Compared with the pruning guidelines for many shrubs and trees, hydrangeas’ pruning needs are pretty minimal. Most need very little actual pruning. They’re fine with just enough of a trim to shape the plant, get rid of dead branches and encourage future blooms.
If you know what type of hydrangea you have, check below for recommended pruning guidelines. If you’re not sure, you’ll need to know whether your hydrangea blooms on old wood or new wood before you take to the shrub with a pair of clippers.
Amy Martin Landscape Design, original photo on Houzz
The basics: There are two simple rules of hydrangea pruning. If it blooms on old wood, you prune after the blooms fade in the middle of summer or else wait until late winter or early spring. And if it blooms on new wood, then late winter or early spring is the optimal time to prune.
New wood versus old wood: To figure out what gardeners mean when they talk about old and new wood, take a look at your plant while it’s in bloom. If the blooms are on stems and branches that appeared on the plant during the previous year or years, then that species of hydrangea blooms on old wood. If the blooms are clustered on new stems and branches that first appeared in early spring of the current year, then your plant blooms on new wood.
Proven Winners, original photo on Houzz
Wild hydrangeas. Wild hydrangeas (Hydrangea arborescens) bloom on new wood. ‘Annabelle’, a beautiful white hydrangea, is the most popular wild hydrangea cultivar. Cut them back to about 6 to 12 inches from the ground in late winter or early spring, before new wood emerges. You can cut them higher if you want to encourage taller growth or help prevent the lowest branches from flopping over.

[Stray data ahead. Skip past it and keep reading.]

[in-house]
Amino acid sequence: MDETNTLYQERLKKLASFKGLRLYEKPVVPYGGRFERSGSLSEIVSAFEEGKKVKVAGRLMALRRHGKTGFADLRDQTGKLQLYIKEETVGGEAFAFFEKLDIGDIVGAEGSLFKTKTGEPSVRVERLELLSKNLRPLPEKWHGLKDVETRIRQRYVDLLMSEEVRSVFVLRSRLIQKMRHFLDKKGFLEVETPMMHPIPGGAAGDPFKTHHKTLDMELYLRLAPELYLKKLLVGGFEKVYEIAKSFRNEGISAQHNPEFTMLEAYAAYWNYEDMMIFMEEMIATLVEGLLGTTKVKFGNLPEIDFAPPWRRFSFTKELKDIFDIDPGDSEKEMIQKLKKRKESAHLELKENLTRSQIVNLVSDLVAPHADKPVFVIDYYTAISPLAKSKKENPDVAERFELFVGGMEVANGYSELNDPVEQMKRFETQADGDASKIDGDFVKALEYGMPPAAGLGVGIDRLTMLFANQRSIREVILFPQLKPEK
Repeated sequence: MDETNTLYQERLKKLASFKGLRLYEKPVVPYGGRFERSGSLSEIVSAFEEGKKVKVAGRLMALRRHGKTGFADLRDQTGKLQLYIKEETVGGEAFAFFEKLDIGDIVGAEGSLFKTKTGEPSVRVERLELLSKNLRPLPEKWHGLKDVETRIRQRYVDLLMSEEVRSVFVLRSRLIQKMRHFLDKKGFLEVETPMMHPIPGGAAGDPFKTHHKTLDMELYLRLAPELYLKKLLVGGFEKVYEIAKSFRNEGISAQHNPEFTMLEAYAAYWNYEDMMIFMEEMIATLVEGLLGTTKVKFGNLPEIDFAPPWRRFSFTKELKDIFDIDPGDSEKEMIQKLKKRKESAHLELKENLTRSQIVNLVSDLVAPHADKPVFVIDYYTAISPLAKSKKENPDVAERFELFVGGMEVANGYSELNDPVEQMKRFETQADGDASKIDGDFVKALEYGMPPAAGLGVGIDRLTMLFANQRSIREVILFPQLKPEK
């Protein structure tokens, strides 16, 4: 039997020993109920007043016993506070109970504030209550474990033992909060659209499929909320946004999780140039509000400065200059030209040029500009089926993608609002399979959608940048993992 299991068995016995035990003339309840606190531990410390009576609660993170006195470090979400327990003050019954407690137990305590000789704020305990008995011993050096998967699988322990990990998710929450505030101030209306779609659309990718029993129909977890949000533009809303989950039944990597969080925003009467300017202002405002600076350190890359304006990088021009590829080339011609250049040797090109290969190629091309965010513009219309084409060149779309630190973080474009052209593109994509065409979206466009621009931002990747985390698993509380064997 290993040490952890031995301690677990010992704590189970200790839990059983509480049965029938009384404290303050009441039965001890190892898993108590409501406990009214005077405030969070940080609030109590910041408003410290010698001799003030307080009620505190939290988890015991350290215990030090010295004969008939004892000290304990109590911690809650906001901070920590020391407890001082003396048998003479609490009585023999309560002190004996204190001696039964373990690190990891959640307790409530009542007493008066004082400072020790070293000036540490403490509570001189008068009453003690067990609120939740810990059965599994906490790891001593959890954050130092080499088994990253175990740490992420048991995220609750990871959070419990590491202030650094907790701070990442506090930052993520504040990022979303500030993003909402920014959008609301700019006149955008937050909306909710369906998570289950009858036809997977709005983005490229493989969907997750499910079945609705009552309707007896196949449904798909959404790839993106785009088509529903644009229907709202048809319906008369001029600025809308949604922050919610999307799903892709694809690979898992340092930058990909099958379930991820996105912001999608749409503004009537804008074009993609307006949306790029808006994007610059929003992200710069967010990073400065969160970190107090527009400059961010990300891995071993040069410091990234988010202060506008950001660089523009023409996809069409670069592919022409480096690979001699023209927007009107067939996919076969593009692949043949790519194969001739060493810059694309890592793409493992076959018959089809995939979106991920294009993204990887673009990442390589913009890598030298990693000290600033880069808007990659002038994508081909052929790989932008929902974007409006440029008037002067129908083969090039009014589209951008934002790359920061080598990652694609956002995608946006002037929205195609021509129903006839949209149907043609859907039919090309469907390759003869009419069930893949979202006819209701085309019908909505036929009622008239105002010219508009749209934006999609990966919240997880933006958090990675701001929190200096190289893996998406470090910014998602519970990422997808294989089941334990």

Bigleaf hydrangeas. Almost all bigleaf hydrangeas (H. macrophylla) bloom on old wood. Most of these need little pruning, but if you do want to remove old or dead wood, or cut off wayward branches, do so in midsummer after blooms have faded.
Michelle, original photo on Houzz
You can let blooms stay on the plant until they drop off naturally, or until about late winter or early spring. If you want to cut them off after they bloom, do so as long as it’s still midsummer. Whichever choice you make, simply cut back to the next set of buds.
Older shrubs may begin to be too crowded and unproductive. If that’s the case, cut out up to a third of the oldest stems in late winter or early spring, just before the plant comes out of dormancy. This will help open up the shrub and encourage new and more vigorous growth.
Simons Landscaping, original photo on Houzz
The exceptions in this particular group of hydrangeas are the repeat bloomers, such as those in the Endless Summer series. They bloom on both old and new wood, so you can lightly trim them as needed throughout most of the year.
Oakleaf hydrangeas. Oakleaf hydrangeas (H. quercifolia) also bloom on old wood. Cut the faded flower stems back to the closest leaf joint. If you do need to clean up the plant, cut out dead wood and weak stems in late winter or early spring.
Westover Landscape Design, original photo on Houzz
Panicled hydrangeas. Prune panicled hydrangeas (H. paniculata), including ‘Grandiflora’ and ‘Limelight’ hydrangeas, in late winter. You can remove faded flowers at any time.
Climbing hydrangeas. Climbing hydrangeas (H. petiolaris) should be trimmed just to shape them right after they stop flowering.